BBC boss takes swipe at Nadine Dorries over BBC funding

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<span>Photograph: House of Commons/PA</span>
Photograph: House of Commons/PA

The head of the BBC has insisted “it is not for one person to decide the funding model” of the corporation, in a swipe at the culture secretary, Nadine Dorries.

Dorries confirmed last week that the licence fee would be frozen for two years, remaining at £159 until April 2024, after which it would rise in line with inflation for four years. The announcement was made in a Sunday newspaper and on Twitter.

Addressing the public accounts committee on Wednesday, Tim Davie, the BBC director general, said the announcement had taken him by surprise, but he had been “expecting an agreement within the next few days”.

He said he had been disappointed by the announcement and it would leave the BBC with a funding gap of £285m by 2027. However, he was pleased the corporation would have “six years of certainty”.

He said that after that there would be a “process” with a public consultation to decide future funding models. “I don’t think it’s for one person to decide the funding model of the BBC. We need to go through that properly. And I think the licence fee has proven itself to be very strong in what it delivers.”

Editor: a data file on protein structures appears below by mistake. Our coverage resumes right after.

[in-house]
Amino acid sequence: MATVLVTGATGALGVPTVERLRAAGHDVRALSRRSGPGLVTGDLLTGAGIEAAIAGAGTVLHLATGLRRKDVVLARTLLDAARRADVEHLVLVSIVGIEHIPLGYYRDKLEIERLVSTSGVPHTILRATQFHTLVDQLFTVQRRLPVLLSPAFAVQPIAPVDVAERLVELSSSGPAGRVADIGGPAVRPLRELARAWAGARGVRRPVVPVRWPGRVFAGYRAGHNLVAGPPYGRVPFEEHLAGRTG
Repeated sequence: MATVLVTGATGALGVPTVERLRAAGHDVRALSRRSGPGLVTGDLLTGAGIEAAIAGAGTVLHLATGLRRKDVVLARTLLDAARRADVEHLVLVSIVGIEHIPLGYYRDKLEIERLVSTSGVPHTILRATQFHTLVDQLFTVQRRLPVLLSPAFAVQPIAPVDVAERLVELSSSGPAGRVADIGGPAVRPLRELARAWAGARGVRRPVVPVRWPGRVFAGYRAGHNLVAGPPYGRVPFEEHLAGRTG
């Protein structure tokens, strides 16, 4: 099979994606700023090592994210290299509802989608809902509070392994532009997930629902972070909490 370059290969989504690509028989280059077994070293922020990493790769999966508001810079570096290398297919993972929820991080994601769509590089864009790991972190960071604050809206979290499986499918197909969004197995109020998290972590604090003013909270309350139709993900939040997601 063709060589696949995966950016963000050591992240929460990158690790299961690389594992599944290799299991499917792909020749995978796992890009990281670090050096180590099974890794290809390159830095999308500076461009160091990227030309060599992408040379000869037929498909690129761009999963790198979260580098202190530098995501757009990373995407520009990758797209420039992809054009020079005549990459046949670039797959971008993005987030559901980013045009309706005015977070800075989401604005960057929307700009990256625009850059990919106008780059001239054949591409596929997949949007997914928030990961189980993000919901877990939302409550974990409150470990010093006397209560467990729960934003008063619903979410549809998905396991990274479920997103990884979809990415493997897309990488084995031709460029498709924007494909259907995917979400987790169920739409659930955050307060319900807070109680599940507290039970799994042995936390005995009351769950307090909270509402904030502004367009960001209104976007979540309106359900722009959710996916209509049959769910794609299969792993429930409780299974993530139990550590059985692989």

Davie said there was “a lot to play for and a lot at jeopardy,” and he praised the corporation’s unique model. He said the BBC was important for democracyand for its commercial and economic value.

“There is a lot made at the BBC that flows out [to the broader economy]. We are accountable, and obsessed with household value … I worry if we dismantle this then it is a disservice to culture and democracy but also the economic health of our creative industries,” he said.

Davie gave a projection on the hole that the licence fee settlement has blown in the BBC’s finances, telling MPs the corporation had a “£1.4bn challenge” over the next six years.

After the freezing of the licence fee was announced last week, Davie told BBC Radio 4’s Today programme there was “no doubt” the deal would affect the broadcaster’s frontline output. He argued for a publicly backed model for the organisation, in the face of recent suggestions from the Conservative government that the future of its funding was up for discussion.

Revealing that the settlement would leave a £285m gap in funding by 2027, Davie said: “We are disappointed, we would have like to have seen an inflation rise throughout the period. We’ve got four out of six years and on we go. I would say having certainty of income for six years – as you know the media market is moving so fast – is very material to us.

“Our estimate is – and just to set this clearly for everyone – by the year end 2027, the licence fee income will be about £4.2bn, based on our assumptions around inflation. Obviously guessing games around inflation are difficult. We know this settlement … gives a £285m gap at the end of the period.”

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